When it comes to 3D
printing, Silicone probably isn’t the first thing that comes to mind however,
it's becoming increasingly popular.
As a result of silicone's high viscosity, it has previously been difficult to 3D print precisely, which has slowed down its development. This all changed in the last 5 years however, during this time, a number of businesses have developed systems for 3D printing silicone. Several manufacturers use print head deposition, while others use vat photopolymerization to produce parts similar to injection molded parts.
3D printing with
silicone is considered a real game changer in the 3D printing community as it
serves so many markets: medical, automotive,
and consumer products to name just a few. Before this became an option, the only
way to produce silicone parts was through injection molding, casting, and
compression molding. This can be an extremely expensive process due to
the high cost of molds which isn’t suitable for the creation of prototypes,
bio-models, or small batches of products.
Silicone itself has numerous advantages however the 3D printing of silicone also provides its own specific benefits:
prototyping - Making silicone parts with a 3D printer allows
designers to quickly iterate silicone prototypes in an unprecedented
- Low-volume production - 3D printing enables the production of
silicone parts in low volumes without high tooling costs.
- Customization - LSR was already widely used in the healthcare industry, but 3D printing allows for the fabrication of custom items like patient-specific implants.
Like everything though, there are also limits to 3D printing silicone:
and material availability - The main limitation is accessibility. Only a handful
of companies offer true silicone 3D printing, which means costs are high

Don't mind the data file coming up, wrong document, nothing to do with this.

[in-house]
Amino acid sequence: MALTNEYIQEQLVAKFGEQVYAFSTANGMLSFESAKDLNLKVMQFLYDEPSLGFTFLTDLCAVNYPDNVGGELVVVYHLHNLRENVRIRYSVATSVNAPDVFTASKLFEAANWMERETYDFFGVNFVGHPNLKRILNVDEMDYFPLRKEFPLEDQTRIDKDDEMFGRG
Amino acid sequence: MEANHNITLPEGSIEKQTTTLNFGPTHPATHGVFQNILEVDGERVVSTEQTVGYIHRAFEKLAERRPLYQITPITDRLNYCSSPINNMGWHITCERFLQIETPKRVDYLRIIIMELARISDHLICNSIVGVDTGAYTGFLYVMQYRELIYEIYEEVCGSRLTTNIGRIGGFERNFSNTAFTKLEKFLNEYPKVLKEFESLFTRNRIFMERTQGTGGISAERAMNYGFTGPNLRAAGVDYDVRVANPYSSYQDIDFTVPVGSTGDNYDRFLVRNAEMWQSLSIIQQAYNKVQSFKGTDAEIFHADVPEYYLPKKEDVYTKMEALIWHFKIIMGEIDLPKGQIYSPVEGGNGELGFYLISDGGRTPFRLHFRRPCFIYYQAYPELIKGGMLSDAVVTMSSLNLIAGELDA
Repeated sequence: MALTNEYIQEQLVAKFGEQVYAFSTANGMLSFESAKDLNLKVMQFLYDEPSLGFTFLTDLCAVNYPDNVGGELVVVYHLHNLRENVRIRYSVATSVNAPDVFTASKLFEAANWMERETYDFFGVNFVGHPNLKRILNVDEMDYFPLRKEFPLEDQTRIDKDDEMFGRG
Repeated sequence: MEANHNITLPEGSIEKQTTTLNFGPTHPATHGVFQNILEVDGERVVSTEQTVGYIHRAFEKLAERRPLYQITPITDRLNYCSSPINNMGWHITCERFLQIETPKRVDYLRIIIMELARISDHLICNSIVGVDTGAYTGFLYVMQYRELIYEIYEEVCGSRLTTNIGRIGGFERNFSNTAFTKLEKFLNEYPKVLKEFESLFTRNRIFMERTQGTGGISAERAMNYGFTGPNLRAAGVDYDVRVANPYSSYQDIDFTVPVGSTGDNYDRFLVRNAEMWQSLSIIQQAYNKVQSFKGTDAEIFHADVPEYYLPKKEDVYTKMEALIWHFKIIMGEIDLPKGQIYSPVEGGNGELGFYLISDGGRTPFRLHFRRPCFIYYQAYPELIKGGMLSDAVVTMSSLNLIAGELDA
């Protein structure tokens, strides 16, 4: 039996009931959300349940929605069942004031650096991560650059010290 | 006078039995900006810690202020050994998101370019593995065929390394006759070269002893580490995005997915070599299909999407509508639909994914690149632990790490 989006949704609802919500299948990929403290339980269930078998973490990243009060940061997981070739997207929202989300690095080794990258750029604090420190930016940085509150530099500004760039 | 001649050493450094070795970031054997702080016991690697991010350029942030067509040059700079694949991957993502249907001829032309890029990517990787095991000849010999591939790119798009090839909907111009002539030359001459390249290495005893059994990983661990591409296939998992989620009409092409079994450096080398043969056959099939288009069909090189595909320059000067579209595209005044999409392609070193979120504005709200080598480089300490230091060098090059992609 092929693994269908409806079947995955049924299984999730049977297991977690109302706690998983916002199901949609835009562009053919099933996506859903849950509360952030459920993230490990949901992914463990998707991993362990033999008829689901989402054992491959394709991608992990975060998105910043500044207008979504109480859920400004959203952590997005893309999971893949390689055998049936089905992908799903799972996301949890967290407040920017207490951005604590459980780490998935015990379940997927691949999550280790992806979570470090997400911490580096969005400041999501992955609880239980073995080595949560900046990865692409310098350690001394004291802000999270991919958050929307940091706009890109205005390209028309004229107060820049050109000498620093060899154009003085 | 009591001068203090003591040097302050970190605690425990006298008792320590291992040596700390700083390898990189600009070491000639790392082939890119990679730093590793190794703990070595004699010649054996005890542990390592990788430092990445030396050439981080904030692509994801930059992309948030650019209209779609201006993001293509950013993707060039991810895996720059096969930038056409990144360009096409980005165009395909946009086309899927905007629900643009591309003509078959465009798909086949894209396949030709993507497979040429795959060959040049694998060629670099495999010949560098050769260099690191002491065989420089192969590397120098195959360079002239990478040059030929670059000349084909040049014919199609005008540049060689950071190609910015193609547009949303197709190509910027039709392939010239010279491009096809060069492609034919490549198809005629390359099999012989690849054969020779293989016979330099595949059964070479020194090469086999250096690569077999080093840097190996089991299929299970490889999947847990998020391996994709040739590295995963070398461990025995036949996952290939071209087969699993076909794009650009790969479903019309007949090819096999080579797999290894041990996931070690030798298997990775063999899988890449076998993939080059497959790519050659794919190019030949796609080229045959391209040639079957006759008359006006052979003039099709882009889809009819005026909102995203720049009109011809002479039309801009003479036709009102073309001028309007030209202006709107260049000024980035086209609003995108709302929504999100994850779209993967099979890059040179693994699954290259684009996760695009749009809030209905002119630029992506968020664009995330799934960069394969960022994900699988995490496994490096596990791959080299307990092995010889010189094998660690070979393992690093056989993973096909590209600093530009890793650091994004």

and choices of material are limited.
for UV curing agents - Following up on the previous point, barely any of
those companies are able to 3D print pure silicone; most of them 3D print
LSR with additives such as UV curing agents, which can weaken the material
or reduce the quality and lifespan of the final part.
- Structural limitations - Even the best silicone 3D printers have small build areas and aren’t necessarily able to print support structures for the silicone. With only one print head, a silicone 3D printer will only be able to create simple, flat-sided objects with little detail
A 3D printer for
silicone functions just like your standard inkjet printer. The workspace and
the robot are inside a glass case. One by one, small droplets are quickly
extruded from the nozzle onto the printing area until a fine line is created. A
computer gives the exact coordinates in order to form the most precise desired
The area is then exposed to UV Light which causes the silicone to immediately vulcanize, this process is repeated until the object is formed. Once solidified silicone does not come back to its liquid state, so the final objects are – just like traditionally produced silicone parts – heat resistant.
(Image: innovatiQ 3D Printing Machine at Silicone Expo USA)
Whilst Silicone 3D printing is new, its uses are already apparent across a wide range of industries:
- Healthcare - Silicone is already a vital part of the healthcare industry, it is often used to create implants, feeding tubes, catheters, and hearing aids. 3D printing in the industry creates further possibilities, in particular, patient customization.
- Dentistry - most photosensitive resins produce hard parts (not recommend the material for fine features), and silicones can create useful soft parts like gum models, providing dental technicians with a far more realistic recreation of a patient’s mouth and allowing them to create more accurate dental devices.
- Electronics - 3D printing opens up new design possibilities, such as the creation of overlapping channels for circuitry that could not be made with a two-part mold.
- Industrial - Silicone 3D printing has several applications in industry, such as the creation of seals and gaskets for preventing fluid leakage.
In spite of the fact that Silicone 3D Printing technology is relatively new and still being developed, we are confident that it will have a significant impact on the future of technology.
Get to know the companies pioneering this new technology including innovatiQ, Wacker, Viking Extrusions, Spectroplast, Elkem, Lynxter, and Smooth-On at Silicone Expo Europe, March 21-23, 2023 (register here)